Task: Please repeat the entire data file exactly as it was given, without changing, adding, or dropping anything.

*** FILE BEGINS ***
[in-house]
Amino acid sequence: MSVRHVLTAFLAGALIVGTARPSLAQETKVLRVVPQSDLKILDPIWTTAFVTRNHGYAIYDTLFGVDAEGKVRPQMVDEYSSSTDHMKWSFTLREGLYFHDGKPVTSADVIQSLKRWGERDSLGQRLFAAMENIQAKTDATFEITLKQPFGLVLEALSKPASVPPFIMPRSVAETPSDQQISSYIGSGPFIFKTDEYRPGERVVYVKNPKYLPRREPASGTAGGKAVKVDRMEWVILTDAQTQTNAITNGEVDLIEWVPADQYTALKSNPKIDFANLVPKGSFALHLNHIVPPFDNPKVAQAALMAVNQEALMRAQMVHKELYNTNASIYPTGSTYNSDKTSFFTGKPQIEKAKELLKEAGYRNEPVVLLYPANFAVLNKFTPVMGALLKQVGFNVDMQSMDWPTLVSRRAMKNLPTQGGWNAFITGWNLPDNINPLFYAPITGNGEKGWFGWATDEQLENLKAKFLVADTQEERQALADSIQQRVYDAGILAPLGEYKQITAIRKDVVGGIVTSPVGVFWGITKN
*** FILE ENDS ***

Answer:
[in-house]
Amino acid sequence: MSVRHVLTAFLAGALIVGTARPSLAQETKVLRVVPQSDLKILDPIWTTAFVTRNHGYAIYDTLFGVDAEGKVRPQMVDEYSSSTDHMKWSFTLREGLYFHDGKPVTSADVIQSLKRWGERDSLGQRLFAAMENIQAKTDATFEITLKQPFGLVLEALSKPASVPPFIMPRSVAETPSDQQISSYIGSGPFIFKTDEYRPGERVVYVKNPKYLPRREPASGTAGGKAVKVDRMEWVILTDAQTQTNAITNGEVDLIEWVPADQYTALKSNPKIDFANLVPKGSFALHLNHIVPPFDNPKVAQAALMAVNQEALMRAQMVHKELYNTNASIYPTGSTYNSDKTSFFTGKPQIEKAKELLKEAGYRNEPVVLLYPANFAVLNKFTPVMGALLKQVGFNVDMQSMDWPTLVSRRAMKNLPTQGGWNAFITGWNLPDNINPLFYAPITGNGEKGWFGWATDEQLENLKAKFLVADTQEERQALADSIQQRVYDAGILAPLGEYKQITAIRKDVVGGIVTSPVGVFWGITKN